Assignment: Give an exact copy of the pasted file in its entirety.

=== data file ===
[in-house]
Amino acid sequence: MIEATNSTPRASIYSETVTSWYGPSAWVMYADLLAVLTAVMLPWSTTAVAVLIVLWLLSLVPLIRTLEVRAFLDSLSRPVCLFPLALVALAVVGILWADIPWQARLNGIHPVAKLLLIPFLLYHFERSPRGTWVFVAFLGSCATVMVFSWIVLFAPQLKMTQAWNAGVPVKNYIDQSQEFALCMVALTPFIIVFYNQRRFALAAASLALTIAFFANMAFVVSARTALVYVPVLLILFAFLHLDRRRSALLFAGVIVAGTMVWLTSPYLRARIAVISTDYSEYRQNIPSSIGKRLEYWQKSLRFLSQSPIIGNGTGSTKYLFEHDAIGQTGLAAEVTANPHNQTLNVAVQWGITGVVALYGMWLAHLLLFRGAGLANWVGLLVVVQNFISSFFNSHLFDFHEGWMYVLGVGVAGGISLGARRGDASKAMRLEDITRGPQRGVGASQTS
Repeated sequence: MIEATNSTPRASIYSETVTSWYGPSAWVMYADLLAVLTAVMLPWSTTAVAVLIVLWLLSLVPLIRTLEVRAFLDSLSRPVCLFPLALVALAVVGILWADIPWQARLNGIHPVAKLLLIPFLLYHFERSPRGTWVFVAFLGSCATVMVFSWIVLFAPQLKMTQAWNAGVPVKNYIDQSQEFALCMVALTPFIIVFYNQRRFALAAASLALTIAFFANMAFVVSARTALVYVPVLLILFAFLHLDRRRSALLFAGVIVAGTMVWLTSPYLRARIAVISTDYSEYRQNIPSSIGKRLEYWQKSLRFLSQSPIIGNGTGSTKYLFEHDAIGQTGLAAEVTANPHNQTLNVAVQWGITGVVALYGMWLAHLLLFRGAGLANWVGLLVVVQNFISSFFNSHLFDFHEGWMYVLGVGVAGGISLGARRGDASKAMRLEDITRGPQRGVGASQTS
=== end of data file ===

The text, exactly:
[in-house]
Amino acid sequence: MIEATNSTPRASIYSETVTSWYGPSAWVMYADLLAVLTAVMLPWSTTAVAVLIVLWLLSLVPLIRTLEVRAFLDSLSRPVCLFPLALVALAVVGILWADIPWQARLNGIHPVAKLLLIPFLLYHFERSPRGTWVFVAFLGSCATVMVFSWIVLFAPQLKMTQAWNAGVPVKNYIDQSQEFALCMVALTPFIIVFYNQRRFALAAASLALTIAFFANMAFVVSARTALVYVPVLLILFAFLHLDRRRSALLFAGVIVAGTMVWLTSPYLRARIAVISTDYSEYRQNIPSSIGKRLEYWQKSLRFLSQSPIIGNGTGSTKYLFEHDAIGQTGLAAEVTANPHNQTLNVAVQWGITGVVALYGMWLAHLLLFRGAGLANWVGLLVVVQNFISSFFNSHLFDFHEGWMYVLGVGVAGGISLGARRGDASKAMRLEDITRGPQRGVGASQTS
Repeated sequence: MIEATNSTPRASIYSETVTSWYGPSAWVMYADLLAVLTAVMLPWSTTAVAVLIVLWLLSLVPLIRTLEVRAFLDSLSRPVCLFPLALVALAVVGILWADIPWQARLNGIHPVAKLLLIPFLLYHFERSPRGTWVFVAFLGSCATVMVFSWIVLFAPQLKMTQAWNAGVPVKNYIDQSQEFALCMVALTPFIIVFYNQRRFALAAASLALTIAFFANMAFVVSARTALVYVPVLLILFAFLHLDRRRSALLFAGVIVAGTMVWLTSPYLRARIAVISTDYSEYRQNIPSSIGKRLEYWQKSLRFLSQSPIIGNGTGSTKYLFEHDAIGQTGLAAEVTANPHNQTLNVAVQWGITGVVALYGMWLAHLLLFRGAGLANWVGLLVVVQNFISSFFNSHLFDFHEGWMYVLGVGVAGGISLGARRGDASKAMRLEDITRGPQRGVGASQTS